Thursday, July 15, 2010
Thankfully, things are looking up. His hearing before The Pennsylvania Liquor Control Board is finally scheduled for Wednesday, August 4, at 12:30 P.M., at 8th & Market St. It's the next step in getting Lucky Old Souls off the ground and the more supporters in attendance, the better Feldman's shot at opening up what's sure to be one of the best spots for live music and food in Philly. (RIP Orthliebs)
kitchenplay will be there. Who else is in? RSVP with your full name to email@example.com.
Monday, March 22, 2010
Things I learned... strawberry muffin recipes are few and far between, so sometimes you have to use a blueberry muffin recipe instead... I really need a mortar and pestle for grinding spices, as opposed to the handle of my knife and cutting board (my birthday is May 17th, hint hint!)... you can fashion something akin to whole milk with heavy whipping cream and fat free milk... strawberries make me happy... baking makes me happy.
Strawberry Cardamom Muffins
based on Cinnamon Blueberry Muffins from epicurious
- 3/4 stick (6 tablespoons) unsalted butter, melted and cooled
- 1 cup packed light brown sugar
- 1/2 cup whole milk (or in my case, 1/4 c. heavy whipping cream and 1/4 c. fat free milk)
- 1 large egg
- 1 teaspoon vanilla extract
- 1 1/2 cups all-purpose flour
- 1 1/2 teaspoons baking powder
- 1/4 teaspoon fresh cardamom
- 1/2 teaspoon salt
- 1 pound strawberries, chopped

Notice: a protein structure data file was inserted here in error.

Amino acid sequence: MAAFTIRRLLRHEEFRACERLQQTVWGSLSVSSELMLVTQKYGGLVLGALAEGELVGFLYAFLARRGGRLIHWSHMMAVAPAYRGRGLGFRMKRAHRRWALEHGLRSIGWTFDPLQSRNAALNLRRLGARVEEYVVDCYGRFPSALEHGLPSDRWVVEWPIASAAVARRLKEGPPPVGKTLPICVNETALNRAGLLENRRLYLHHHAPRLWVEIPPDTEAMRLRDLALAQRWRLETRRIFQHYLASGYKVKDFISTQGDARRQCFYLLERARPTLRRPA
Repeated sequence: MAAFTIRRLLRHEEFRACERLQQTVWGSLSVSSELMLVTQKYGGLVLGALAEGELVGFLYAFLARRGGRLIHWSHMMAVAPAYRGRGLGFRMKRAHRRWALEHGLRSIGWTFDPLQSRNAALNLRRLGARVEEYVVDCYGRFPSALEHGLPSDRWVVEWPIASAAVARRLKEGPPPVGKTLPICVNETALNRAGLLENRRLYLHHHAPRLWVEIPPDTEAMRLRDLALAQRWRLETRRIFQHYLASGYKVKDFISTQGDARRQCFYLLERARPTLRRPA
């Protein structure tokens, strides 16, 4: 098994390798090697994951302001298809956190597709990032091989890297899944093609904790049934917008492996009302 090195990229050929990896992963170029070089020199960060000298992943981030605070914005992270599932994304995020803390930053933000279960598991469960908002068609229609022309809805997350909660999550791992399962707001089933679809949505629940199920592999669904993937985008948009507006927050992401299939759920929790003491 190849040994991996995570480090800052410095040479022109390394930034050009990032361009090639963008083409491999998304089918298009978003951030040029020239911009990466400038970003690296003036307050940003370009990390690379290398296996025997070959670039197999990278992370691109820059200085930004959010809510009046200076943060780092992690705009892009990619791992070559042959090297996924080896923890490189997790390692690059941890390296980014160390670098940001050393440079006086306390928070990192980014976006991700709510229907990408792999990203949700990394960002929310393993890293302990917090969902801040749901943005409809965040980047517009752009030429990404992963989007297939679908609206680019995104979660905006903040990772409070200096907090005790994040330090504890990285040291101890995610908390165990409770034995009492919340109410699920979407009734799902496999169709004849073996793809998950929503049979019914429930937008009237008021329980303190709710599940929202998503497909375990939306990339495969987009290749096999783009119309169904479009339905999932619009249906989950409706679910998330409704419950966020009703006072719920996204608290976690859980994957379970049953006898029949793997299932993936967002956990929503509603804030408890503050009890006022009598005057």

- Special equipment: a muffin pan with 12 (1/2-cup) muffin cups; 12 foil or paper muffin liners
Sunday, February 28, 2010
Rather than keep lamenting my lack of creative juices, both in the kitchen and on the blog, I need to start posting again, even if it is accomplished in a super uncreative way. Let me share some of the things that have been keeping my belly full and my taste buds tantalized. Yup, I'm giving you a list. Love it.
The Lockhart at Percy Street BBQ, in honor of Daniel's birthday
Many roast chickens, including one cooked by Mike in a clay pot
Soup dumplings at Dim Sum Garden
Brunches at Green Eggs Cafe
Plans for beef bourguinon and chocolate ginger scones at the Poconos this weekend (remember the Stuffalo adventure from last year?)
Beef short ribs for Christmas dinner
Roasted Brussels sprouts
It's a start.
P.S. And I've missed all of you.
Tuesday, December 1, 2009
Sara Selepouchin is a screen printer and fellow Newbold resident. She creates single color prints and specializes in diagrams, where she pulls apart the pieces of everyday things, such as the canner, bbq and KitchenAid mixer below. She prints on helpful kitchen items like oven mitts, tea towels and placemats, like her Joy of Cooking Diagram Placemat Set.